Friday, August 15, 2014

Thistle and Thyme by Sorche Nic Leodhas

This is one of my three books for the second mini-challenge of the Newbery Challenge. This is a collection of tales and legends from Scotland that was a Newbery Honor book in 1963.

The stories are all relatively happy ending stories, which is a nice change from most myth collections. The stories in this collection revolve mainly around marriages although a couple are about tricking the fair folk or demons. In the introduction the author talks about how the stories started as word of mouth in Scotland and were passed down by different clans, by monks, and by traveling storytellers. She also mentions that some were written for special events like weddings and one was part of the author's own heritage, it was one her grandfather told her.

I loved all of the stories and raptly read each one. Most had a bit of humor to them. In one story, the one the author's grandfather told her, a man and his bride trick a water kelpie who had cursed the lady. At first the lady could not speak a word because of the kelpie, then when she tried to undo the curse, she could not stop talking. Since water kelpies have to repeat what people say, the lady sat for an entire day by the water kelpie's home, until finally the water kelpie was too tired to keep up and the lady returned to normal.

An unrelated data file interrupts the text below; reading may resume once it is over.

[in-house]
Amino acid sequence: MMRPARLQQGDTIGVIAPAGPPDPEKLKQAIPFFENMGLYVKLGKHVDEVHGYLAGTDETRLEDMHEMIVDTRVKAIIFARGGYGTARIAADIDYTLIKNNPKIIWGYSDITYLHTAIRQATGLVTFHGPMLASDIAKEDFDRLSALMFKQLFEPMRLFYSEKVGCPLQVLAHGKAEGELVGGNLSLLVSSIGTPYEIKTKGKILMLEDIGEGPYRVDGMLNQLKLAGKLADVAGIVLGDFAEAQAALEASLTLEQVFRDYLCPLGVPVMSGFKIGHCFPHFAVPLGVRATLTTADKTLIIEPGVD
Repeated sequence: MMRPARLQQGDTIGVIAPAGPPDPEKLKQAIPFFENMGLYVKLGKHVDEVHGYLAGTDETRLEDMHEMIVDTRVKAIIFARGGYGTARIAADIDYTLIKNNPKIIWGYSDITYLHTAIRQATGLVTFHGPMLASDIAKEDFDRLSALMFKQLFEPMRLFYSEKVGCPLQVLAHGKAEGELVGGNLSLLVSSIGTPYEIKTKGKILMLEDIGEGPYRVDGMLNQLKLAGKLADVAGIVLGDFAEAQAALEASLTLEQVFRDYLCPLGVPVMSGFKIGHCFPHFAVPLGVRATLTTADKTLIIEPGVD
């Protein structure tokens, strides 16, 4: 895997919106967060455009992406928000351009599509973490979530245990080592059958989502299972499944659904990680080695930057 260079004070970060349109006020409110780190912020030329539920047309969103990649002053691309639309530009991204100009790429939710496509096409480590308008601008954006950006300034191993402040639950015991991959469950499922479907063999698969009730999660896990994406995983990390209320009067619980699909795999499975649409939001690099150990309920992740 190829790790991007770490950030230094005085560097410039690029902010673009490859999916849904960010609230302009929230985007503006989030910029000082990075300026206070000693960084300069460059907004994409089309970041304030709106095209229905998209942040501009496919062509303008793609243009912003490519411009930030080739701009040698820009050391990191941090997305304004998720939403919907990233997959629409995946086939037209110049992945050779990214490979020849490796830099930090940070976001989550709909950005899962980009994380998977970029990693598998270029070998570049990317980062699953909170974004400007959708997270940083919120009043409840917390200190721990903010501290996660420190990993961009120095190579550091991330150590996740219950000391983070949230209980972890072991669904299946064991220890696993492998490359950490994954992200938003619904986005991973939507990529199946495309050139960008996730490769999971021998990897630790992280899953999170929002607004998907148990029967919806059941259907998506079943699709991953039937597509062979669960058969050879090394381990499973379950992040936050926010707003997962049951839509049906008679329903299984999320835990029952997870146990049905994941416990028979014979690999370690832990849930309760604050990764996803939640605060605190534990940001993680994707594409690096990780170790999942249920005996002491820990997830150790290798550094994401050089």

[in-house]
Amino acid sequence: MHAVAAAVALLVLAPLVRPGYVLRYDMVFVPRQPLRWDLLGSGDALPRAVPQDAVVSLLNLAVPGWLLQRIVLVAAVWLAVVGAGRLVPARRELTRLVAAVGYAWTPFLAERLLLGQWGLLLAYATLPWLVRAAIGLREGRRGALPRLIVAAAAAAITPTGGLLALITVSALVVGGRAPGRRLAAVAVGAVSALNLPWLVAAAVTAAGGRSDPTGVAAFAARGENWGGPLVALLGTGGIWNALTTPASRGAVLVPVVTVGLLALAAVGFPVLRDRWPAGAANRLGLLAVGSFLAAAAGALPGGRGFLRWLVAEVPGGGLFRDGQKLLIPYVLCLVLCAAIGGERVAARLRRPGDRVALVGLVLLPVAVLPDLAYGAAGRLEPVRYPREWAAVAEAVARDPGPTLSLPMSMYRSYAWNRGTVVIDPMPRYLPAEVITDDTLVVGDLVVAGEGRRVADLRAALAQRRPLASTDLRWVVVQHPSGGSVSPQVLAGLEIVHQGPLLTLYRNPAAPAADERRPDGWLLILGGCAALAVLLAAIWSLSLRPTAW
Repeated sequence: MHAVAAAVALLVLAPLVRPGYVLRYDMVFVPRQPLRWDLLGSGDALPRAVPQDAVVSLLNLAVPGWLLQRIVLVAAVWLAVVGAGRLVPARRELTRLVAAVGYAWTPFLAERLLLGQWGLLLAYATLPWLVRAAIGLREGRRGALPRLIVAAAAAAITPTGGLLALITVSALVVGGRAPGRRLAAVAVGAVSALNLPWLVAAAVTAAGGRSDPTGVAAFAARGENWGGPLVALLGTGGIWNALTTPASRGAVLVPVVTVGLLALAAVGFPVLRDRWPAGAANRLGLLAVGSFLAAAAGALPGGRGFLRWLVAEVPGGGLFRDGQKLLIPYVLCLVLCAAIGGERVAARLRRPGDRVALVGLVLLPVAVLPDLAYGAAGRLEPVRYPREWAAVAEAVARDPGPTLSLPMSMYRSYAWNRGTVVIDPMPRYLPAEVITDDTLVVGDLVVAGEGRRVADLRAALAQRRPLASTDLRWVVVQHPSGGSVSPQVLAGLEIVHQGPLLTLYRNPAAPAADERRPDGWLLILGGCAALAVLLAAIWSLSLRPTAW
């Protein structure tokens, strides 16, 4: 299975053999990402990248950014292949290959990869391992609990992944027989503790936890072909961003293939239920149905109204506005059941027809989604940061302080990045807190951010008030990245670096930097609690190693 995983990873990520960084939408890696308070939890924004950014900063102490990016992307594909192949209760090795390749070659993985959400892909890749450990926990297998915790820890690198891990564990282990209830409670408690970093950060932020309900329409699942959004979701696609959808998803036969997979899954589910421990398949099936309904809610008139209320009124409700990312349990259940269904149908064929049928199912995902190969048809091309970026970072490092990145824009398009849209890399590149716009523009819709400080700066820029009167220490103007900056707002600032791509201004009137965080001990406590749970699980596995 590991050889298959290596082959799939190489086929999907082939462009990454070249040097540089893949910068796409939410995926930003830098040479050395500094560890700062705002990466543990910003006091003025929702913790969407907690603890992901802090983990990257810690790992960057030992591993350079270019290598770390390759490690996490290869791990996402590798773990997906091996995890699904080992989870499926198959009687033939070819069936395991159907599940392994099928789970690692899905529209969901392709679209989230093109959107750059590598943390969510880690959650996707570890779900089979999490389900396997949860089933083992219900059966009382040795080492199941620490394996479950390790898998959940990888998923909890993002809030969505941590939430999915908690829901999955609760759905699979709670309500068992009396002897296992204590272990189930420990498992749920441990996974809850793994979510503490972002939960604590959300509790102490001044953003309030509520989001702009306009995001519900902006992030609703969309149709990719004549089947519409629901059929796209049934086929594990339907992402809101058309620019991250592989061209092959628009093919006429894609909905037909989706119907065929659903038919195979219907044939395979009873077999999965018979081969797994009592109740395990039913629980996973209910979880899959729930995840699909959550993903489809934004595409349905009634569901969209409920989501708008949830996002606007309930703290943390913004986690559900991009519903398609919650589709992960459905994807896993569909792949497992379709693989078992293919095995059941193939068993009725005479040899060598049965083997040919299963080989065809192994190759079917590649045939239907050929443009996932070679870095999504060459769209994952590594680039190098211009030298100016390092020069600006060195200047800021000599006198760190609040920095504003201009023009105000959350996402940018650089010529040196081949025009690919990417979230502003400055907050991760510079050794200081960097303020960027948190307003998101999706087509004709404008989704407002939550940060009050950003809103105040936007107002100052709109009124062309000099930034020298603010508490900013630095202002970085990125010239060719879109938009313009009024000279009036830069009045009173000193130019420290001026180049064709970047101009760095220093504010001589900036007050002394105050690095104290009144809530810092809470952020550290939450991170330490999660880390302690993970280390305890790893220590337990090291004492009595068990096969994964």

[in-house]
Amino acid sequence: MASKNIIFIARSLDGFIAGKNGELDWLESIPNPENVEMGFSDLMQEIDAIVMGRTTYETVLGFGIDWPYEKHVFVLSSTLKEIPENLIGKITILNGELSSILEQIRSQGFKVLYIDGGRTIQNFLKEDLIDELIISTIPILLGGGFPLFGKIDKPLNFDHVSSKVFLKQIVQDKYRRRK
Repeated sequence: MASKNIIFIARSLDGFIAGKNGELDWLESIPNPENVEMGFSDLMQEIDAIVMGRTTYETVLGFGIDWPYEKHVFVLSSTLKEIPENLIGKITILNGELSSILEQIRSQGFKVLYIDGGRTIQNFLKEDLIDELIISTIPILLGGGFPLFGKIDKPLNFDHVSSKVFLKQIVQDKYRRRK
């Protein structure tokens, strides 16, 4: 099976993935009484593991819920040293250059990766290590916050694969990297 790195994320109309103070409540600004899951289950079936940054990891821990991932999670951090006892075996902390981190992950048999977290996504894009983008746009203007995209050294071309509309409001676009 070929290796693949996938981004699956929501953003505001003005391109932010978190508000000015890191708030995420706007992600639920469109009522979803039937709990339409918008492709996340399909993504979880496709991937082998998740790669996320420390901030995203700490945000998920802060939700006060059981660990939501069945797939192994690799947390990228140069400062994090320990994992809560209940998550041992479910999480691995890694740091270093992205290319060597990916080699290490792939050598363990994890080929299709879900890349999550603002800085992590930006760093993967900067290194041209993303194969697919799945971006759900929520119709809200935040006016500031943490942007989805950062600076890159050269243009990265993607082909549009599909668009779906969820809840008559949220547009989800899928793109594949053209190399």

I also liked another story that was kind of a twist on the Little Mermaid. In this one, the lady was a seal and a prince fell in love with her. The prince married her and she could stay with him as long as he wasn't cross with her. If the prince became angry with her, she had to leave everything in her new life behind. He became frustrated with her, because she was always busy with her son, and said some not very harsh words, but harsh enough, and she had to leave her family. Things sort of turn out okay for the couple in the end, but it had a bit of a bitter twist to the happy ending.
The first story was also good and was about a laird's lass who fell in love with the gobha's son. A laird is a lord and a gobha is a blacksmith and it involved some trickery on the part of both the lass and the lad to end with a happy ending.

Even though this is an older Newbery, it was very good, although it would appeal more to adults and teens who like a more classic tale than children. It is interesting to look at the older Newbery's and see that the audience in today's time would not necessarily be the same as when the books were published. The next book I will review for this challenge, A Wrinkle in Time, is one of the few exceptions.
Overall I enjoyed this greatly and it is a 5 cups of cocoa book for me!

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